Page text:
Guest Columns

Old wine, new bottles: Increased scrutiny for antipsychotic drug use

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Alan Horowitz
Alan Horowitz

The landmark legislation known as “OBRA '87” (the Omnibus Budget Reconciliation Act of 1987) significantly limited the inappropriate use of antipsychotic drug use in long-term care facilities. Indeed, among OBRA '87's goals was the elimination of chemical restraints, typically associated with antipsychotic drugs. A quarter of a century after the passage of OBRA '87, the Centers for Medicare & Medicaid Services (CMS) and numerous professional organizations are redoubling their efforts to further reduce the use of antipsychotic drugs in long term care. 

Many long-term care providers are already feeling burdened by a burgeoning regulatory framework. By March 23, 2013, providers need to ensure that they have an “effective” compliance and ethics program, as authorized by the Affordable Care Act. And, providers will need to focus on the Quality Assurance and Performance Improvement (QAPI) processes for their facilities.  Apart from those new mandatory initiatives, providers also need to revisit antipsychotic drug use. The requirement that antipsychotics should not administered unless necessary to treat a specific condition as diagnosed and documented in a resident's record is not new. Nor is the requirement that facilities must gradually reduce the dose of antipsychotics, unless clinically contraindicated. What is new is the current level of national attention this aspect of resident care is receiving.  

The federal government's seriousness at monitoring and reducing the use of antipsychotics is evidenced by a number of new initiatives. One of those new initiatives is found in the HHS Office of Inspector General's (OIG) 2013 Work Plan. According to OIG, it plans to focus on nursing homes' administration of atypical antipsychotic drugs.  (Atypical antipsychotic drugs are different from first generation or “conventional” antipsychotic drugs. Both are a subset of psychotropic drugs.) OIG plans to scrutinize both the percentage of residents receiving these drugs as well as the specific drugs most commonly used. 

As of July 2012, CMS began listing each nursing facility's use of antipsychotic medications for both short-stay and long-stay residents. Further, on its Nursing Home Compare website, under Quality Measures, CMS lists the average use for each state as well as the national average. Providers can see how they compare to other facilities, their state's average and the national average. So too, potential residents and their families, as well as regulators and others can see what percentage of a facility's residents are administered antipsychotic drugs.

In a January 31, 2013 webinar, CMS noted that with input from several professional organizations (e.g., AHCA, AMDA, NADONA and AGS), it revised surveyor guidance such that surveyors will include in their sample, residents with dementia who are receiving an antipsychotic. Because of the heightened scrutiny from surveyors, providers are likely to see an increase in those deficiencies related to chemical restraints and unnecessary drugs (e.g., 42 C.F.R. §§ 483.13(a) and 483.25(l), respectively. In a recent case, a provider was cited with “immediate jeopardy” because the surveyors felt that a physician's documentation for a prescribed antipsychotic was inadequate. Note that documentation justifying the use of an antipsychotic is critical.  Surveyors will focus on whether facilities determine the lowest effective dose for the shortest appropriate duration for its residents. Additionally, they will examine whether a provider employed a systematic process that included appropriate care plans that address behavior, especially for residents with dementia. Surveyors will also ascertain whether input was sought from the resident (if possible) and/or the family or responsible party as well as from the interdisciplinary team members. According to CMS, surveyors will ask nursing facilities' staff about the facility's approach to residents with dementia.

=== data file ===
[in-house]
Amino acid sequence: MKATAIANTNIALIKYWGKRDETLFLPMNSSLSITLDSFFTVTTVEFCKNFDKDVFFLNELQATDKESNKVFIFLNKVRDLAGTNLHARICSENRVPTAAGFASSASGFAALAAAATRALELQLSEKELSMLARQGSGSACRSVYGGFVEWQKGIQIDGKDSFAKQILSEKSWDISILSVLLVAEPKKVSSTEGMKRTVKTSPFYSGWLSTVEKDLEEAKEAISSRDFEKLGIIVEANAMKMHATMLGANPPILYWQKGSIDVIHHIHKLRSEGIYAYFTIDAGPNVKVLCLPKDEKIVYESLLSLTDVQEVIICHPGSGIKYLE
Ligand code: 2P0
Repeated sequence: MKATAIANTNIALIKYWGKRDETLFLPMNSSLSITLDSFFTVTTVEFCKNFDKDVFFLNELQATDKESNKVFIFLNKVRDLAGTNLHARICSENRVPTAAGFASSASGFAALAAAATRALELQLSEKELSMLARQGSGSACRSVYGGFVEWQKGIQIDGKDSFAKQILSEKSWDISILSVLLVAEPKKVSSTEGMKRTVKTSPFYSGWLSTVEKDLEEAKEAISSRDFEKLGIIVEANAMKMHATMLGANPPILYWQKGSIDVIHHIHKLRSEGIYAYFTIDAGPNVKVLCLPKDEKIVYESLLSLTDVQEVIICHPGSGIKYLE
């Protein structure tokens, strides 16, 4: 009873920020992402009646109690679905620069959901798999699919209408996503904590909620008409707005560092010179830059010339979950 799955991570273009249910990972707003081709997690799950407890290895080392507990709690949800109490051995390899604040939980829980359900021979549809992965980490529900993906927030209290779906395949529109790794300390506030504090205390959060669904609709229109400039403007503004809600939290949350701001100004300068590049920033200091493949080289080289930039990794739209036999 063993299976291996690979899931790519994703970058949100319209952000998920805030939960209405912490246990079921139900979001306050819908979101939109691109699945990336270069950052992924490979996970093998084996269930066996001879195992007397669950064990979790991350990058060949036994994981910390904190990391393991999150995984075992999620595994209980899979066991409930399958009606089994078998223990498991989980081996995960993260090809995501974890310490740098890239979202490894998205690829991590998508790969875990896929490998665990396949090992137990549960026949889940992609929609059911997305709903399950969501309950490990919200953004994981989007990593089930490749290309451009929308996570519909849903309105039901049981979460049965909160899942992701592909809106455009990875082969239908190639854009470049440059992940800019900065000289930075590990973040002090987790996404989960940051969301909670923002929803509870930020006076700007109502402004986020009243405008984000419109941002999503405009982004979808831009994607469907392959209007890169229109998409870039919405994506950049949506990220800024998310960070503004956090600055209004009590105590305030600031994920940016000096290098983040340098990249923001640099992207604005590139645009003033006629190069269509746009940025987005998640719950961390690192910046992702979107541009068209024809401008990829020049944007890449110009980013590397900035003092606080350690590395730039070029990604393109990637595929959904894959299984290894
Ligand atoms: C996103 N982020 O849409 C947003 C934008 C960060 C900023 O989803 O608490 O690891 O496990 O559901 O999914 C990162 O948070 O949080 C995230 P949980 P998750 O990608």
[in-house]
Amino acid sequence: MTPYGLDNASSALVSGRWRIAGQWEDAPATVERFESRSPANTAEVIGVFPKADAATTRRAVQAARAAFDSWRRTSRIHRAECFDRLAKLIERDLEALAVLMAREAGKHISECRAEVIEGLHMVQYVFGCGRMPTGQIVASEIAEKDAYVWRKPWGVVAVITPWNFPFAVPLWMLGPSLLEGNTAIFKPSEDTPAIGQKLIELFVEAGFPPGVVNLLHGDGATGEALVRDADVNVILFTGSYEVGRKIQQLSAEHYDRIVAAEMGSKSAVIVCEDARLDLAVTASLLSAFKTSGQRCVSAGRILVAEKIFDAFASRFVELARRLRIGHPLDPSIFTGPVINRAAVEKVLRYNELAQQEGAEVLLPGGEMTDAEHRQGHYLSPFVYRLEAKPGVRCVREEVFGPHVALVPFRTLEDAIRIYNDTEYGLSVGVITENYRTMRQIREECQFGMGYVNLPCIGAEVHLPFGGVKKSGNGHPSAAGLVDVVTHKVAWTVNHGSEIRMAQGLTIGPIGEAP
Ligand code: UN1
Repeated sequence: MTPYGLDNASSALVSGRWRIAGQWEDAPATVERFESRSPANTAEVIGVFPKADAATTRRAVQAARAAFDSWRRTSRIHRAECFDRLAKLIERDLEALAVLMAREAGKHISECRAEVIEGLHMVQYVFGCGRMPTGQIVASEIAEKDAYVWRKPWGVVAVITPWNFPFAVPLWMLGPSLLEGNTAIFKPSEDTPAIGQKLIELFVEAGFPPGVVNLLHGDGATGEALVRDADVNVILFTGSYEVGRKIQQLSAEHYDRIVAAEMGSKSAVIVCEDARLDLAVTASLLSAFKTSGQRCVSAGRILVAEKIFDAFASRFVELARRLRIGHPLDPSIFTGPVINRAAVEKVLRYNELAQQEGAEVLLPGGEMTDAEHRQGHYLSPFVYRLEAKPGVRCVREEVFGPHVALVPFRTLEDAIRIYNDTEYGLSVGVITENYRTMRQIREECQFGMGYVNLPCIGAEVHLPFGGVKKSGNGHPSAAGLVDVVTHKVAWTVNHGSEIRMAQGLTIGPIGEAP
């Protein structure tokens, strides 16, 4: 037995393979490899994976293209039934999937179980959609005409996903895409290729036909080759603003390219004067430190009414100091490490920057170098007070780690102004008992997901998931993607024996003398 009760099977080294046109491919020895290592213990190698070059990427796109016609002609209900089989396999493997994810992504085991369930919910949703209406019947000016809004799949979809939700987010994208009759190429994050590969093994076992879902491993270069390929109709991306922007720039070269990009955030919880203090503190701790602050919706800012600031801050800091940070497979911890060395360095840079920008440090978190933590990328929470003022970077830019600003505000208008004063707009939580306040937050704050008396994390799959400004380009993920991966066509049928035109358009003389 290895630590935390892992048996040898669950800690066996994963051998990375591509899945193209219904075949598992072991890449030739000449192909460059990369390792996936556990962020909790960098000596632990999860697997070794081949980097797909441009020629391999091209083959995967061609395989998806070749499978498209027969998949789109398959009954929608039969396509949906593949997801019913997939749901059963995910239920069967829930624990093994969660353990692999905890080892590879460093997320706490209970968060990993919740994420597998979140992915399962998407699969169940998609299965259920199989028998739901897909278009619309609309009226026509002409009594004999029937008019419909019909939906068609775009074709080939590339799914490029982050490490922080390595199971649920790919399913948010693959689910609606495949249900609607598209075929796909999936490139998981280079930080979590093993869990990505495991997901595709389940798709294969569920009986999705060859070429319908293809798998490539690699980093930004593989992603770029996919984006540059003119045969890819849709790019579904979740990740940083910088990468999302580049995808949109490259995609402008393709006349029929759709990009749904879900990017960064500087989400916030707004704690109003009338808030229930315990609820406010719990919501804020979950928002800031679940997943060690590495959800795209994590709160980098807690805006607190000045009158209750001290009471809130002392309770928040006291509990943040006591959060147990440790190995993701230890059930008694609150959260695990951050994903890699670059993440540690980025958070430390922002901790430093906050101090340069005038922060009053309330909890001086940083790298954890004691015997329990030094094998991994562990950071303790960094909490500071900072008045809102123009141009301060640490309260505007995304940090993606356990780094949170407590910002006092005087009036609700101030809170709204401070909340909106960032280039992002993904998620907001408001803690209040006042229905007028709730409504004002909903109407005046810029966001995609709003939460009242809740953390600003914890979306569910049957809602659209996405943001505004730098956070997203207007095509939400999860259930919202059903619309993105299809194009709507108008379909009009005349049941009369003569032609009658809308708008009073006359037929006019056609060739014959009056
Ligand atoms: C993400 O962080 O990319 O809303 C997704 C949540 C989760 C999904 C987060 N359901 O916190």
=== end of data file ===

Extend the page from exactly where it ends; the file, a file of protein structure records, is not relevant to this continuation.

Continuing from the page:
Currently, a groundswell of various efforts aimed at reducing antipsychotic drug use is sweeping the long-term care landscape. Accompanying that movement is a wealth of valuable resources for providers.  For example, among the available resources are initiatives such as: the Advancing Excellence in America's Nursing Homes Campaign; AHCA/NCAL Quality Initiative; AMDA's practice guidelines; and CMS' Partnership to Improve Dementia Care in Nursing Homes.

We have come a long way since OBRA '87. However, additional gains can be achieved in the area of antipsychotic drug use. Providers should reduce and/or eliminate antipsychotic drug use where clinically appropriate, not just because the government is intensifying its focus but rather, because the residents deserve no less.

Alan Horowitz is an attorney a Arnall, Golden, Gregory in Atlanta.
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Guest Columns

Guest columns are written by long-term care industry experts, ranging from academics and thought leaders to administrators and CEOs.

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